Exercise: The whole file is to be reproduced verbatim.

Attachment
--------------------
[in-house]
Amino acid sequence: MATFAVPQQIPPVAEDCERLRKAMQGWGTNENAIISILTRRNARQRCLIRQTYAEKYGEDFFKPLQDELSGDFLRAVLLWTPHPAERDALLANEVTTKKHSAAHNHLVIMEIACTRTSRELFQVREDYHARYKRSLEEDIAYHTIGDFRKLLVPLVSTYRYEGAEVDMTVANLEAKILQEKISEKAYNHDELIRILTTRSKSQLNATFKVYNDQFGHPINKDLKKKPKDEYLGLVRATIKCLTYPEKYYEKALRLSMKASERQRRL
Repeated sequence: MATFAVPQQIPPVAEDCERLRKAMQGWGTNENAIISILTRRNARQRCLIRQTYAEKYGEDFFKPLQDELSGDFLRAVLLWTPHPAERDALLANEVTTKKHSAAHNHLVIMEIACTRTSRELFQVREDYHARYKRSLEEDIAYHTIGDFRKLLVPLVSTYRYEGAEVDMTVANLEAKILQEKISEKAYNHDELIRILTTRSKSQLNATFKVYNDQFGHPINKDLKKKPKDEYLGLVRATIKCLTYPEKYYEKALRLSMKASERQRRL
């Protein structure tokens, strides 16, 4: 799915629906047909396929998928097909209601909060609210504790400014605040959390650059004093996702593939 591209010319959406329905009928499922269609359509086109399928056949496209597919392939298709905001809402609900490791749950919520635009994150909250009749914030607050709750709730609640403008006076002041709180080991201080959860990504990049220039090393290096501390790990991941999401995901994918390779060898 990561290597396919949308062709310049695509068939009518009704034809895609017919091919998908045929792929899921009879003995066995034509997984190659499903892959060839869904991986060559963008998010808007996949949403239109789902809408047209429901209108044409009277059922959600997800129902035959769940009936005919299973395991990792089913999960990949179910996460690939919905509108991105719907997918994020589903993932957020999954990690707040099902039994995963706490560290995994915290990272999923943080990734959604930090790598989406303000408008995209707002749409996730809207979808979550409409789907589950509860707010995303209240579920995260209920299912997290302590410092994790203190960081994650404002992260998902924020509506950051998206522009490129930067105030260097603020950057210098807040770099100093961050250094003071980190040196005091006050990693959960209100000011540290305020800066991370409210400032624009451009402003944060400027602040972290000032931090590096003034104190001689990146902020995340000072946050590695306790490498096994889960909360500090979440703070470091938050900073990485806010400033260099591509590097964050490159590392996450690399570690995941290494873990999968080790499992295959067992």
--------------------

[in-house]
Amino acid sequence: MATFAVPQQIPPVAEDCERLRKAMQGWGTNENAIISILTRRNARQRCLIRQTYAEKYGEDFFKPLQDELSGDFLRAVLLWTPHPAERDALLANEVTTKKHSAAHNHLVIMEIACTRTSRELFQVREDYHARYKRSLEEDIAYHTIGDFRKLLVPLVSTYRYEGAEVDMTVANLEAKILQEKISEKAYNHDELIRILTTRSKSQLNATFKVYNDQFGHPINKDLKKKPKDEYLGLVRATIKCLTYPEKYYEKALRLSMKASERQRRL
Repeated sequence: MATFAVPQQIPPVAEDCERLRKAMQGWGTNENAIISILTRRNARQRCLIRQTYAEKYGEDFFKPLQDELSGDFLRAVLLWTPHPAERDALLANEVTTKKHSAAHNHLVIMEIACTRTSRELFQVREDYHARYKRSLEEDIAYHTIGDFRKLLVPLVSTYRYEGAEVDMTVANLEAKILQEKISEKAYNHDELIRILTTRSKSQLNATFKVYNDQFGHPINKDLKKKPKDEYLGLVRATIKCLTYPEKYYEKALRLSMKASERQRRL
């Protein structure tokens, strides 16, 4: 799915629906047909396929998928097909209601909060609210504790400014605040959390650059004093996702593939 591209010319959406329905009928499922269609359509086109399928056949496209597919392939298709905001809402609900490791749950919520635009994150909250009749914030607050709750709730609640403008006076002041709180080991201080959860990504990049220039090393290096501390790990991941999401995901994918390779060898 990561290597396919949308062709310049695509068939009518009704034809895609017919091919998908045929792929899921009879003995066995034509997984190659499903892959060839869904991986060559963008998010808007996949949403239109789902809408047209429901209108044409009277059922959600997800129902035959769940009936005919299973395991990792089913999960990949179910996460690939919905509108991105719907997918994020589903993932957020999954990690707040099902039994995963706490560290995994915290990272999923943080990734959604930090790598989406303000408008995209707002749409996730809207979808979550409409789907589950509860707010995303209240579920995260209920299912997290302590410092994790203190960081994650404002992260998902924020509506950051998206522009490129930067105030260097603020950057210098807040770099100093961050250094003071980190040196005091006050990693959960209100000011540290305020800066991370409210400032624009451009402003944060400027602040972290000032931090590096003034104190001689990146902020995340000072946050590695306790490498096994889960909360500090979440703070470091938050900073990485806010400033260099591509590097964050490159590392996450690399570690995941290494873990999968080790499992295959067992």